The Two Steps To Choosing The Right Social Media Channels For Your Business
Social media is an excellent, low-cost, high-impact marketing tool for local businesses. But not every target audience spends their time on every social media channel; the key is to find where yours is and focus your energy there. Research from the GlobalWebIndex found that the average person is signed up to five social media accounts, but only actively uses three of these – so finding out what’s best for your business is essential.
Finding your audience
It all seems so simple at first.Sign up to all the social media channels and just start posting. Your audience will quickly find you and immediately you’ll have hundreds of new followers clinging to your every word.
Well, not quite. There’s a lot more thought that needs to go into deciding which social media channels are right for your business. Facebook may have 1.591 billion monthly users but if your audience isn’t among them, then this channel won’t be worth your time.
To help you find your audience, think about where your usual customers are most likely to spend their time online. Consider factors like their age, background, access to the internet and personal interests. Instead of trying to force them to use whatever channel you are using, find out their ‘natural habitat’ and become part of it.
One way to do this on Twitter and Instagram is to search for hashtags related to your business to see whether people are talking about the services or products you offer. On LinkedIn you can use the in-built search tools to look for updates or posts that relate to your business to see what people are saying.
Be careful not to assume only younger customers use social media, or that ‘serious’ businesses aren’t interested in it – you could miss out on an opportunity to connect with your audience. For example, research from GlobalWebIndex shows that 70% of people over 50 have a Facebook account, 34% have a YouTube account and just over a third have a Twitter account.
Finding the channel
You should also think about the products or services your business sells and what channels would be best suited to them. This means a bit of research into how other businesses are using social media channels, but as a starting point:
LinkedIn is generally a business networking channel, which could be great for B2B businesses to focus their energy.
Instagram and Pinterest are visual channels, and lifestyle, DIY, health, beauty and food images are popular so perhaps if you’re a restaurant or beauty salon these channels could be perfect for you.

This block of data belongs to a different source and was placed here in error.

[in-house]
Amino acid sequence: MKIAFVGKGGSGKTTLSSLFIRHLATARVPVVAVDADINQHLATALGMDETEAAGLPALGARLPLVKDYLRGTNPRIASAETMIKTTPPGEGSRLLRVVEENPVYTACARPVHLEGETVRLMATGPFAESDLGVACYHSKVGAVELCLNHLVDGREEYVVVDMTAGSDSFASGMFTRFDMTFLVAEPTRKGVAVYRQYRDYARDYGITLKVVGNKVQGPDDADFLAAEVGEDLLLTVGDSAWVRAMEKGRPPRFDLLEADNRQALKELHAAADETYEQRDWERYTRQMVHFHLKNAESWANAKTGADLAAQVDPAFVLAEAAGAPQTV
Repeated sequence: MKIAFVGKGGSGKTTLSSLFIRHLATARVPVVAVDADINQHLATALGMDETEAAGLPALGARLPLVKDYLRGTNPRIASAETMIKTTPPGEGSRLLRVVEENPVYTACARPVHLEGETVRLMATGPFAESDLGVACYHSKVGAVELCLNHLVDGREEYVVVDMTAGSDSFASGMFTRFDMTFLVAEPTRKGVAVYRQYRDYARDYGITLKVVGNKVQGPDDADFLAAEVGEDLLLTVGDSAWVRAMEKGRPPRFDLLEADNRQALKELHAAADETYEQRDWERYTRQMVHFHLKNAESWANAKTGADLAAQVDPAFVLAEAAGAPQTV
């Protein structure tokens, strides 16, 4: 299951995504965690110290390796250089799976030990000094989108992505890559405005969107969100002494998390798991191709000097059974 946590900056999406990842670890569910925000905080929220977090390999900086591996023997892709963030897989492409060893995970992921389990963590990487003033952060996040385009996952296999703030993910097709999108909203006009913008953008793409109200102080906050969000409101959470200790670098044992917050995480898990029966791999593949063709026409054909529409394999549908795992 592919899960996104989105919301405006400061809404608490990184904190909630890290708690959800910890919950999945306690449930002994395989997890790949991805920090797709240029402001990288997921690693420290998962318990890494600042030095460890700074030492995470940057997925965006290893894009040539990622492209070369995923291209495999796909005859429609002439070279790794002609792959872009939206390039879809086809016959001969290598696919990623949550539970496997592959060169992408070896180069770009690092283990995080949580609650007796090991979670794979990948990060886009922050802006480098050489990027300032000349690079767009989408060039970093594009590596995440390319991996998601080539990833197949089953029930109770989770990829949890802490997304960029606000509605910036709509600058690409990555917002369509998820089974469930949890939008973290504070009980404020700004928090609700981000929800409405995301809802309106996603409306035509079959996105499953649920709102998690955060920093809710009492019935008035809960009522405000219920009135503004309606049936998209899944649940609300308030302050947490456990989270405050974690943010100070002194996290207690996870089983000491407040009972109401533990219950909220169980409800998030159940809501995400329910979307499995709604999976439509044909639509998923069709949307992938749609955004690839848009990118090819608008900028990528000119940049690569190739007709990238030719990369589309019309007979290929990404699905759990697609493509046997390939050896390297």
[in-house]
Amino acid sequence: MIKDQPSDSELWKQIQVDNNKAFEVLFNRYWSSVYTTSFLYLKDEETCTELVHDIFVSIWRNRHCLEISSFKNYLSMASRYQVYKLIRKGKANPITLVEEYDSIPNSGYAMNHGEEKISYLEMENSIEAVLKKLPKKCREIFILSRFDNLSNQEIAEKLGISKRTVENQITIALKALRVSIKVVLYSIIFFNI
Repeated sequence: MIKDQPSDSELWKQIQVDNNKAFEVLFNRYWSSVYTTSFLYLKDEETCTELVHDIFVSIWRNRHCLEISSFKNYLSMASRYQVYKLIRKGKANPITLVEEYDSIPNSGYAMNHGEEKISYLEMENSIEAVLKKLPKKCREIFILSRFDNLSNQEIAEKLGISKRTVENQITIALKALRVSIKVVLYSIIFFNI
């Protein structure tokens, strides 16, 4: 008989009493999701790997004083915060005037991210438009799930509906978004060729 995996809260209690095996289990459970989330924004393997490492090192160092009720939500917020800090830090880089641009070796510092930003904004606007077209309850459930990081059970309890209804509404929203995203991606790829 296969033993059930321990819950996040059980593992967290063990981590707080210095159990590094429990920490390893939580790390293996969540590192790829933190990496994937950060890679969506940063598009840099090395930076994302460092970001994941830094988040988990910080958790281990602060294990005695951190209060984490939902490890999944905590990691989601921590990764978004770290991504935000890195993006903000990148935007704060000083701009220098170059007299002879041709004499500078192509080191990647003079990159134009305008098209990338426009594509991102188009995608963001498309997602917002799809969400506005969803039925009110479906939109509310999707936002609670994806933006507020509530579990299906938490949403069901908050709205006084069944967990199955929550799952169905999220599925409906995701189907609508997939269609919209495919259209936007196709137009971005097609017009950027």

Facebook is a friendly, fun channel where people are given plenty of opportunities to voice their opinions, which could be good for service businesses.
Twitter is a fast-paced channel where regular updates, time-limited offers and short, snappy statuses are essential, which could be excellent for retail businesses.
This doesn’t mean, for example, you should never use Pinterest if you’re a plumber. But knowing what sort of updates are popular on these channels will help you work out whether you can offer that audience something they want.
You could also choose to use a number of different channels, but give each of them a different purpose depending on the customers who use those channels.
Putting it together – an example
Jenna and Mike run a floristry business, and they often take pictures of their finished bouquets. After doing a bit of research, they see that their potential customers are interested in new products and ways to create their own flower arrangements. They also have a B2B audience – conference venues who need flower arrangements for events.
Here are the social media channels they decide to use, and what they’ll have on them:
Instagram, where they share images of individual flowers and highlight which are new to the store
YouTube, where they film video tutorials of creating flower arrangements
Pinterest, where they share images from the video tutorials and link to them
LinkedIn, where they share case studies of corporate projects for their B2B audience
Trial and error
Finding the right social media channel is about taking the time to explore what each one of them does, and making sure your target audience is using it. Facebook and Twitter may be the most popular choices, but if no one there is looking for your products or services, focusing your efforts there will be a waste of time.
Ultimately, it’s all about thinking like your customer and being in the places that they’re in. And if you get it wrong, don’t worry! Social media is all about trial and error, and eventually you’ll find the winning social media formula for your business.